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A Template for Reference Counting


Reference counting is an object-oriented concept that improves efficiency by allowing objects that are assigned to each other to share the same memory. For complex objects, significant performance gain can be realized by deferring the expensive copy operation until the values are actually changed, if ever. With this technique, you can eliminate the use of pointers and still be able to copy large objects without incurring any unnecessary performance penalty. To implement a class that supports reference counting, a shared data structure must be declared to store variables that normally would have been created as member objects in the class. These objects cannot be declared as class members because they must be visible and shared among all instances of the class. Access to the shared data is provided by a class function that returns a pointer to the shared structure. A pointer to a reference counter is also needed to keep track of the number of class objects referencing the shared data structure. Although the reference counter itself is not a class member, the pointer to the reference counter is a class member.

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When a new reference object (class instance) is constructed, memory is allocated for a reference counter and a shared data structure. The object initializes its pointers with the addresses of the allocated memory. The reference counter is initialized to a count of one. The reference counter increments when another reference object is assigned the current reference object (using an assignment operator or a copy constructor).

If two or more objects reference the same data, and one of the reference objects threatens to change the value stored in a data object, the object that wants to make the change can no longer reference the shared data. It must allocate memory for its own data structure and reference counter, copy the contents of the shared object, and decrement its associated reference counter. Only then can it change the stored value.

The reference counter also decrements when a reference object is destroyed. When the last reference object is destroyed, the memory for the shared data structure, as well as the memory for the reference counter, is deallocated.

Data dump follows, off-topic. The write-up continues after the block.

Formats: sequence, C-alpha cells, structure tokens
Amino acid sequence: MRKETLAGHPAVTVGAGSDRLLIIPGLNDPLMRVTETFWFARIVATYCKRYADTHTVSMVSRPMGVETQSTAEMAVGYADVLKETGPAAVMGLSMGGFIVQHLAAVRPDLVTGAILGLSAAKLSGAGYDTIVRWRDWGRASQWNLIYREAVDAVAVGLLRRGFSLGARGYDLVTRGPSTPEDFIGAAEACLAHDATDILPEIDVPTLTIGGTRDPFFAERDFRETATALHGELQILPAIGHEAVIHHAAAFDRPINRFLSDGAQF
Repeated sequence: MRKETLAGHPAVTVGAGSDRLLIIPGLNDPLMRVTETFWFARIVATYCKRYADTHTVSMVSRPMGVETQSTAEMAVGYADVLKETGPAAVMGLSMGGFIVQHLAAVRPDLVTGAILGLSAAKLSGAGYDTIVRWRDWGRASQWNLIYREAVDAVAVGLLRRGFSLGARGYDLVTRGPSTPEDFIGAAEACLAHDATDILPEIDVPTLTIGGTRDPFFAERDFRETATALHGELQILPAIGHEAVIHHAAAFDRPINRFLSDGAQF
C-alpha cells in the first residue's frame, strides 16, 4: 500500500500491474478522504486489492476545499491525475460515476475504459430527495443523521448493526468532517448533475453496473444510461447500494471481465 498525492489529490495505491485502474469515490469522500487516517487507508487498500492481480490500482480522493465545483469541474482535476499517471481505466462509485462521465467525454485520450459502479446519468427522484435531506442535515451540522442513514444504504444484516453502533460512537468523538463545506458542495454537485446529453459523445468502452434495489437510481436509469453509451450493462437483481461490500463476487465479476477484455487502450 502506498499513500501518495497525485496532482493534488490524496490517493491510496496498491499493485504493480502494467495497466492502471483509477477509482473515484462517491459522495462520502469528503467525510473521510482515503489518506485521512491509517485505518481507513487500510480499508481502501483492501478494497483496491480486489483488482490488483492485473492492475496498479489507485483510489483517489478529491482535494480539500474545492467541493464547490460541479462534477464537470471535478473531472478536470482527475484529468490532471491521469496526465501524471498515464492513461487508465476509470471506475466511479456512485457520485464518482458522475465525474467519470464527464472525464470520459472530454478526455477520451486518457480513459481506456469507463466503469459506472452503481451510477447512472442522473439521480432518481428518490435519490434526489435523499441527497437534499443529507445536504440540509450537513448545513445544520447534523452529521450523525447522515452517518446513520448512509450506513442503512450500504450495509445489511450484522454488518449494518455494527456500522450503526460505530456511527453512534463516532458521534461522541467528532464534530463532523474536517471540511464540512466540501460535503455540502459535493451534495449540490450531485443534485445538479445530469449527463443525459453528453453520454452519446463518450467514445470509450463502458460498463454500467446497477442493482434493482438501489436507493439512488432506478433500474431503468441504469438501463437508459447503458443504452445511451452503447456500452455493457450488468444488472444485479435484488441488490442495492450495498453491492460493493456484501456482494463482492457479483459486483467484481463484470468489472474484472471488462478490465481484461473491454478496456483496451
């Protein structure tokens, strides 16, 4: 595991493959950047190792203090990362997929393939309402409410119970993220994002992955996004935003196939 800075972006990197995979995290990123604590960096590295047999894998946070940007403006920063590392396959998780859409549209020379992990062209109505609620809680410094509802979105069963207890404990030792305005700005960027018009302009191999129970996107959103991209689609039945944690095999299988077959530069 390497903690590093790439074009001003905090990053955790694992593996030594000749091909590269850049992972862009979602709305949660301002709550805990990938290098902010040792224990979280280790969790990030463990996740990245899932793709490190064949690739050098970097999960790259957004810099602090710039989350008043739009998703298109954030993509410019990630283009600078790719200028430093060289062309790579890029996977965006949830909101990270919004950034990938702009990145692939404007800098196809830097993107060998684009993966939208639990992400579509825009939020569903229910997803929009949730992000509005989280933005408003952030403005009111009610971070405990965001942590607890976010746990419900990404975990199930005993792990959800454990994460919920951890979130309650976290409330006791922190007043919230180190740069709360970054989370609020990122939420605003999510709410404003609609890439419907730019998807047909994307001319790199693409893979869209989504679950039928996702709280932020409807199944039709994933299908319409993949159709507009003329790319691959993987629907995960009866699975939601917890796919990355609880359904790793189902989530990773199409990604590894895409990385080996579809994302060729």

The Template Class

To implement reference counting reusably, I employed the C++ template feature to develop a generic base class. C++ templates offer the search-and-replace behavior of C++ macros, with the added benefit of strong type checking. See Listing One for the source code. The template implements all the mechanics necessary to support reference counting. In addition, to enforce data encapsulation, all methods related to reference counting are private and thus hidden from programmers. The function GetData provides the only way to access the shared data structure. GetData is overloaded with both constant and a non-constant versions. The const GetData accesses member objects for read-only purposes. The non-const GetData calls the function CopyOnWrite, which duplicates the member objects whenever the reference count is greater than one. The C++ compiler determines which GetData function to use based on whether or not the const keyword is declared in the calling function. This is good OO design because it encourages programmers to differentiate between data access and data manipulation functions. Failure to declare a read-only function constant will still generate correct code, but it instructs the compiler to use the non-constant version of GetData, which will be less efficient if the data values have to be first duplicated.

Listing One

#ifndef __RefCount_h__
#define __RefCount_h__

template<class DATA>
class CHReferenceCount
{
public:
    CHReferenceCount();
    CHReferenceCount(const CHReferenceCount<DATA>& objRefCount);
    ~CHReferenceCount();
    CHReferenceCount<DATA>&
      operator=(const CHReferenceCount<DATA> &robjRefCount);
    void Reset();

protected:
    inline const DATA* const GetData() const;
    inline DATA* const GetData();

private:
    // Reference counting implementation
    void CopyOnWrite();
    void CopyReference(const CHReferenceCount<DATA>& robjRefCount);
    void NewReference();
    void ReleaseReference();
    
    inline int ReferenceCount();

    DATA*  m_pRefData;  // pointer to shared data structure
    int*  m_pnRefCount; // pointer to reference counter
};

///////////////////////////////////////////////////////////////////
// inline functions

template<class DATA>
inline const DATA* const CHReferenceCount<DATA>::GetData() const
{
    return m_pRefData;
}

template<class DATA>
inline DATA* const CHReferenceCount<DATA>::GetData()
{